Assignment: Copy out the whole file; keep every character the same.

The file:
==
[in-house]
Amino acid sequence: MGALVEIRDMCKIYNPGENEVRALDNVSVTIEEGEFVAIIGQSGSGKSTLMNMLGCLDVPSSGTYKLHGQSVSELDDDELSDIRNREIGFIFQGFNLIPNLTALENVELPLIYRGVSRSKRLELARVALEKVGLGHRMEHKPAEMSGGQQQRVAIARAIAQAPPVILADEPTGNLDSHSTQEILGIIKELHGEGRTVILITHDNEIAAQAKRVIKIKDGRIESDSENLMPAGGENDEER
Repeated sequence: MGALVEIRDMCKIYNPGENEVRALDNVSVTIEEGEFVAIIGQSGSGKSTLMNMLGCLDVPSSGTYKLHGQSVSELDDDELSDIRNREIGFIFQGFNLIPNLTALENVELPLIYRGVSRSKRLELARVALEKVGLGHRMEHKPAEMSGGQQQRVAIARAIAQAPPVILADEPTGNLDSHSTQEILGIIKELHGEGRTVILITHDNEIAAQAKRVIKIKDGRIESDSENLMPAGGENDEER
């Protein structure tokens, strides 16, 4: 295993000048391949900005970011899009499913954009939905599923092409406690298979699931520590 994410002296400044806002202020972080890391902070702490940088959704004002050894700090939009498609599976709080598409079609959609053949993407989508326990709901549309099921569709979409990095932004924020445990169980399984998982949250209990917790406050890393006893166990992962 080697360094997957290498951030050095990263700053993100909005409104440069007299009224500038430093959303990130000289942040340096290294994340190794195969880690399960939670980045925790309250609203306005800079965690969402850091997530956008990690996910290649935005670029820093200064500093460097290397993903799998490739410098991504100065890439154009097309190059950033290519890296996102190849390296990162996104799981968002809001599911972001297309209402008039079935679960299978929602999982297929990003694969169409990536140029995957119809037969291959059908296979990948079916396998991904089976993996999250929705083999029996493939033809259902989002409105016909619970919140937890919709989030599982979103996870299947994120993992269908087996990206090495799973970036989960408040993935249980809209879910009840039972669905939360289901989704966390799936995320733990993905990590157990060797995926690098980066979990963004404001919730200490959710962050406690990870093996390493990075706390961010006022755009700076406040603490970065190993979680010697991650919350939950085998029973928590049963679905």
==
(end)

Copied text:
[in-house]
Amino acid sequence: MGALVEIRDMCKIYNPGENEVRALDNVSVTIEEGEFVAIIGQSGSGKSTLMNMLGCLDVPSSGTYKLHGQSVSELDDDELSDIRNREIGFIFQGFNLIPNLTALENVELPLIYRGVSRSKRLELARVALEKVGLGHRMEHKPAEMSGGQQQRVAIARAIAQAPPVILADEPTGNLDSHSTQEILGIIKELHGEGRTVILITHDNEIAAQAKRVIKIKDGRIESDSENLMPAGGENDEER
Repeated sequence: MGALVEIRDMCKIYNPGENEVRALDNVSVTIEEGEFVAIIGQSGSGKSTLMNMLGCLDVPSSGTYKLHGQSVSELDDDELSDIRNREIGFIFQGFNLIPNLTALENVELPLIYRGVSRSKRLELARVALEKVGLGHRMEHKPAEMSGGQQQRVAIARAIAQAPPVILADEPTGNLDSHSTQEILGIIKELHGEGRTVILITHDNEIAAQAKRVIKIKDGRIESDSENLMPAGGENDEER
């Protein structure tokens, strides 16, 4: 295993000048391949900005970011899009499913954009939905599923092409406690298979699931520590 994410002296400044806002202020972080890391902070702490940088959704004002050894700090939009498609599976709080598409079609959609053949993407989508326990709901549309099921569709979409990095932004924020445990169980399984998982949250209990917790406050890393006893166990992962 080697360094997957290498951030050095990263700053993100909005409104440069007299009224500038430093959303990130000289942040340096290294994340190794195969880690399960939670980045925790309250609203306005800079965690969402850091997530956008990690996910290649935005670029820093200064500093460097290397993903799998490739410098991504100065890439154009097309190059950033290519890296996102190849390296990162996104799981968002809001599911972001297309209402008039079935679960299978929602999982297929990003694969169409990536140029995957119809037969291959059908296979990948079916396998991904089976993996999250929705083999029996493939033809259902989002409105016909619970919140937890919709989030599982979103996870299947994120993992269908087996990206090495799973970036989960408040993935249980809209879910009840039972669905939360289901989704966390799936995320733990993905990590157990060797995926690098980066979990963004404001919730200490959710962050406690990870093996390493990075706390961010006022755009700076406040603490970065190993979680010697991650919350939950085998029973928590049963679905």